REPORTS that an Omani investment consortium plans to inject 100 million US dollars (over 160bn/-) in the ailing Air Tanzania Company Limited (ATCL), though good news, should be handled cautiously.
This is not the first time that the national flag carrier has entered into a business marriage with foreign investors.Initial plans to privatise Air Tanzania Corporation (ATC) in 1998 and fully merge it into Alliance Air failed, with Alliance Air, which served Dar es Salaam, Kilimanjaro and London's Heathrow airports from Entebbe, winding up business in 1999 due to heavy debts.
The privatisation plans were thus cancelled, keeping the airline as a state-owned.The government began another process of privitising the national airline in February 2002 through inviting potential local and international bidders, with South African Airways (SAA) emerging victorious in the competition. SAA signed an agreement with the government in December 2002, paying 20 million US dollars to acquire 49 per cent stake in ATC.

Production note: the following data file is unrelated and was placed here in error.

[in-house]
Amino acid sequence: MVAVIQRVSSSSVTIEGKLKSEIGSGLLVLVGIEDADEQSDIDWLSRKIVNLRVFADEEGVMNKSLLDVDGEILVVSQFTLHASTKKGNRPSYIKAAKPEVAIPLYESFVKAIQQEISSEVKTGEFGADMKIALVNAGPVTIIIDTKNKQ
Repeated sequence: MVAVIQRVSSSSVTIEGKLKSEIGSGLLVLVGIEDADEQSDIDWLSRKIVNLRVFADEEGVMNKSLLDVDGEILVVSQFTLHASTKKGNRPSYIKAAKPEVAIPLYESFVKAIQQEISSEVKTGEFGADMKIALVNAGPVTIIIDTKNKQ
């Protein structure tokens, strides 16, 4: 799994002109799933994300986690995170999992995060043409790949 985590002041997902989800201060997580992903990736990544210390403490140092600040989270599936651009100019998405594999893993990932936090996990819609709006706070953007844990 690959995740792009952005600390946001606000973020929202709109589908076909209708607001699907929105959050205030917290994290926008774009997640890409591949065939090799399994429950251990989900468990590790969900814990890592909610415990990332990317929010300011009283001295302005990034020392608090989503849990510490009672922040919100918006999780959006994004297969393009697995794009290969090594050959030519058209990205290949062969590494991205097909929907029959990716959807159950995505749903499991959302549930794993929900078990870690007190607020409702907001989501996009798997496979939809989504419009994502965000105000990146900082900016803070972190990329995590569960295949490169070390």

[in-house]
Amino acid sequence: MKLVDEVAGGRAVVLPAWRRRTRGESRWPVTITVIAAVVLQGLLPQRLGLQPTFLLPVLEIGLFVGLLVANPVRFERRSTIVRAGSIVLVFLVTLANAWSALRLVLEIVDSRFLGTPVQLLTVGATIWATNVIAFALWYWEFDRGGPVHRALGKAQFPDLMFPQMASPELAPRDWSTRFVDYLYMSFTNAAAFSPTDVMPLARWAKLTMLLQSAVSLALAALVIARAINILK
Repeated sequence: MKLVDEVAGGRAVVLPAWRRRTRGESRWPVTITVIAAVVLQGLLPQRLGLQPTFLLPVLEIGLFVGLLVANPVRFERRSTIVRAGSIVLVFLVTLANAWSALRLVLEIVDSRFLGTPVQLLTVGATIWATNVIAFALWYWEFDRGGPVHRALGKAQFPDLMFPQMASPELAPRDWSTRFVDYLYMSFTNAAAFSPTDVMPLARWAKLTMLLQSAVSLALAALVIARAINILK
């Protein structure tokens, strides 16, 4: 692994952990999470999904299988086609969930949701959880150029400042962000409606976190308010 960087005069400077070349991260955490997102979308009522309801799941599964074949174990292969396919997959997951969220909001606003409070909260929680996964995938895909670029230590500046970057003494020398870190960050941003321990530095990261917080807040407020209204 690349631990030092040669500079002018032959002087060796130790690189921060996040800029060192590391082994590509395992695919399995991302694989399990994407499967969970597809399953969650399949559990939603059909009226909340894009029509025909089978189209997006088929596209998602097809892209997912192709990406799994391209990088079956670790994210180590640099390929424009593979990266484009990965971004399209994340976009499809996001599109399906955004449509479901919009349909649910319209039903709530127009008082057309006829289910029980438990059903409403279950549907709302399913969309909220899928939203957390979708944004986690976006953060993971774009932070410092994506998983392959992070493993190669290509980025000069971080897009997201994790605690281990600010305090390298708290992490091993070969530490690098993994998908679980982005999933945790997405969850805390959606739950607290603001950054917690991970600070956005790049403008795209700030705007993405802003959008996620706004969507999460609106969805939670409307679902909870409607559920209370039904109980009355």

As a strategic partner, SAA had to create its East African hub in Dar es Salaam and form a 'Golden Triangle' between Southern, Eastern and Western Africa. It had also to introduce regional routes to the Middle East and West Africa.Unfortunately, SAA never honoured the agreement, resulting into a divorce that left the local airline more crippled than it was before the marriage with the South Africans.
It's highly disturbing and shameful at times that the national flag carrier is struggling to stay afloat amid cut-throat competition, often playing second fiddle to the likes of Precision Air and newly introduced Fastjet.The country's efforts to promote tourism, economists warn, are almost wasted, with international flights that account for over 40 per cent of tourists' spending going to foreign airlines--KLM, British Airways, Qatar Airways, Ethiopian Airways and Kenyan Airways.
The investment announcement has come when the airline is down to its knees. Yet, the potential investor has expressed hopes and determination of turning around the fortunes of the airline.Although details about the nature of the partnership between ATCL and the Omani investment consortium remain scanty, public expectations are that if sealed, the airline's business deal will this time around work and revive the airline to its former heydays.
Let all homework and caution be taken and checks and balances effected though to ensure a fair and equitable deal. We should not rush into things.